Mark Rotenberg, vice president of university initiatives and legal affairs at Hillel International, told JNS that a Jewish student’s reaction depends on his prior connection to Jewish life. Those without any are “even more reluctant to stick their necks out,” he said. However, those Jewish students once only marginally involved with Jewish life have become galvanized.
Rotenberg also noted that it’s more challenging explaining left-wing antisemitism to students, who view right-wing antisemitism as coming from “kooks” or “townies.” Left-wing antisemitism is on-campus. “It’s their roommates. It’s their faculty. And so it’s more troubling for many Jewish students to understand antisemitism from the left,” he said.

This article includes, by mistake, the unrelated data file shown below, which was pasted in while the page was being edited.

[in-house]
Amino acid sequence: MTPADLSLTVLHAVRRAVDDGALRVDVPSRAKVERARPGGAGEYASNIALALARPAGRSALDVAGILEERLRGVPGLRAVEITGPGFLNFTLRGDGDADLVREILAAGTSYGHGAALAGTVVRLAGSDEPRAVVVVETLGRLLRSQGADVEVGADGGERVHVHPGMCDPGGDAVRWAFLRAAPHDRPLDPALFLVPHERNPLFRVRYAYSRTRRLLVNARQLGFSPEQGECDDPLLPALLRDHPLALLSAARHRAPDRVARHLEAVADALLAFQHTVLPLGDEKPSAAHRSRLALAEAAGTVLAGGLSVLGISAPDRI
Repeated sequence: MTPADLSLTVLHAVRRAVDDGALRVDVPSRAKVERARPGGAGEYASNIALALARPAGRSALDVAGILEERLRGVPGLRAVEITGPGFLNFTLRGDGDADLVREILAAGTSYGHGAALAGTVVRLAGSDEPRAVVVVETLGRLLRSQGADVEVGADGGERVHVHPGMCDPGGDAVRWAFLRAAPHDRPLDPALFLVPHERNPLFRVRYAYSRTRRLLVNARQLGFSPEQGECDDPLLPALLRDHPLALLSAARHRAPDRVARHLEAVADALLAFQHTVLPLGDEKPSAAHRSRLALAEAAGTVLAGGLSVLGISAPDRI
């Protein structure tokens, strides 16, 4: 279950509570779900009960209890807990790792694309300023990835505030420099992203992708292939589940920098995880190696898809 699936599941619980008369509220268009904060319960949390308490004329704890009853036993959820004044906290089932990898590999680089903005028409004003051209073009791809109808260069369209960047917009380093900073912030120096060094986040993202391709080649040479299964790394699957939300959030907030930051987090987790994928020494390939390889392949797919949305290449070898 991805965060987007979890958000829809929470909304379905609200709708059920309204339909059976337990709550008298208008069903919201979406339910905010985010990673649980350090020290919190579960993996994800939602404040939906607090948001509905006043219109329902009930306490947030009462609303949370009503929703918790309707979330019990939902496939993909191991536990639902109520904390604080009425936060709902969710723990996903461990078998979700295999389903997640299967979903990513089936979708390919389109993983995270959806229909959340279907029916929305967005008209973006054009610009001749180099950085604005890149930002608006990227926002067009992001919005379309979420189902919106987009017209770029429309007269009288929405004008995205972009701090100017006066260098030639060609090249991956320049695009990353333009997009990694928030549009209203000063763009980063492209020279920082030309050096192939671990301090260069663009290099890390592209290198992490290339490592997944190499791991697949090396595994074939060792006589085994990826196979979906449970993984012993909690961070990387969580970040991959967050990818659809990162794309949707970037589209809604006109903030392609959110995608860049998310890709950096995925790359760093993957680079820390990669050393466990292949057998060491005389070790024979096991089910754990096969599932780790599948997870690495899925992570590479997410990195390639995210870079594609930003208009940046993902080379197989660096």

A conference panel, “The Growing Impact of Anti-Israel Trends in the Progressive Left,” attempted to offer insight into the nature of “woke” ideology that has swept through U.S. institutions following the killing of George Floyd in May 2020. The ideology, which revolves mainly around race, lumps Jews into a “white” category, identifying them as part of a “privileged” and therefore “oppressor” class.
David Bernstein, CEO of the Jewish Institute for Liberal Values and author of “Woke Antisemitism: How a Progressive Ideology Harms Jews,” said the ideology is hardwiring a generation “to think in binary terms. And that’s the danger.”
If you teach that privilege and power are linked to identity, you will lead young people to view Jews, who are on the whole successful, as privileged because they’re Jewish, and not because of hard work, personal determination to succeed, or anything they’ve done to earn that success, said Bernstein.